How do children view the world? (Iva Pavlović Pušica, NLP for Young People)


Twelve years ago  I started working in high school I became interested in how those young people viewed the world and how their perception of reality was different from the one of adults  especially whenever there was a conflict between them and professors. Whenever I discussed   a problem involving a student with a colleague I would get one version of the story, but when I talked to the student I would get a different one. I would end up under the impression that the event in question was not the same. However, the event must have been the same; it was their perception that was different. Who to trust? Who was right?
When I became a mother, I noticed how my children viewed the world and how they created their own reality. Fortunately, while they were still quite young I came to learn about Neuro-Linguistic Programming (NLP) and I took it up with great excitement. While I was learning about various useful techniques and skills I was also using them first on myself and my family and then in my work with students. All the pieces of the puzzle suddenly clicked, both at school and at home. These techniques proved especially useful with the old dilemma, of who was right.
Everyone is right and no one is.
Confusing, isn’t it?

Your worldview differs from the way others perceive it. We all have different perceptions of our surroundings which depend on our age, our aim  in life, culture, experience etc. We are prone to thinking that how we see things is the only proper one.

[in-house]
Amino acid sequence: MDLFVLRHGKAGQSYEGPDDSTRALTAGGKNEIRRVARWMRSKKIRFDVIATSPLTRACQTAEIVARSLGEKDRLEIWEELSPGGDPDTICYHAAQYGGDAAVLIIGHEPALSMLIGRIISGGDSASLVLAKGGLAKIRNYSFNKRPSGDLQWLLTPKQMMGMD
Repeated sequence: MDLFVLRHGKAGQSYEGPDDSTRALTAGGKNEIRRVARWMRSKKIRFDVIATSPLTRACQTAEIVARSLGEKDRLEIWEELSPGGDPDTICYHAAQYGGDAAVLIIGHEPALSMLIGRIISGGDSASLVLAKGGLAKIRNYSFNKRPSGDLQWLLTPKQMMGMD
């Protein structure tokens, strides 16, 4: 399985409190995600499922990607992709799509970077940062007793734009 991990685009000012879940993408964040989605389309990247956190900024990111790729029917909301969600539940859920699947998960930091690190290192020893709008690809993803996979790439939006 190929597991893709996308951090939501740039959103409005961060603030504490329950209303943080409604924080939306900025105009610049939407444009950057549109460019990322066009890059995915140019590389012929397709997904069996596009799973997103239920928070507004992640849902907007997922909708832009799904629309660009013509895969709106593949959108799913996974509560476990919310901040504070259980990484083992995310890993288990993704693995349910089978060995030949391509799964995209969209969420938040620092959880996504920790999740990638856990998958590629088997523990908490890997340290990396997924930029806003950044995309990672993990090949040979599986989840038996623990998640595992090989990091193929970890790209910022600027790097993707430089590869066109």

Too many things are going on each second for us to be able to come up with special rules for every situation. To avoid this, our brains have been made to follow certain patterns, to create mental maps of the world, and it tends to react to events by reaching for these maps. Not all pay attention to the same information, our filters only let certain types of information pass which we use to create our internal map of the world (our perception of reality). You must have been in a situation where you attended an event where your perception and the perception of other people attending the same event differed. For us, what we see, hear or feel, that is our perception of reality tends to be the only valid one. However, this is not so. An event is something that happens externally, and how we perceive things is our internal ‘’play’, our own perception of the event.

Communication and conflicts

Every person’s map is unique, slightly different and it depends on age, experience, stage in life, beliefs and values. It represents a simplified image of the world, which is why we often say that the map of the world is not a territory. Just like the map of the world doesn’t represent the world.  Problems and conflicts in communication often stem from inability to understand that others do not perceive reality the same way we do. When we realize that this is not the case we argue about who is right and who is wrong. It is important to understand that no map is wrong and to learn how to read other people’s maps, to take them into account and adjust communication accordingly. Parents must realize that their maps are different from their children’s, and so is their perception of reality. Children’s map of the world is much smaller and more intense because of their age and limited experience. This is way changes like starting school, change of school, parents splitting up, or having a brother or a sister affect them intensely..

Support instead of limitations

Children fear change because they still lack familiarity with many things and they don’t have previous experience to convince them that they can overcome that state and that everything will be fine.  Unlike children, adults have enough experience, something similar that had already happened to them, something which can convince them that everything will be alright.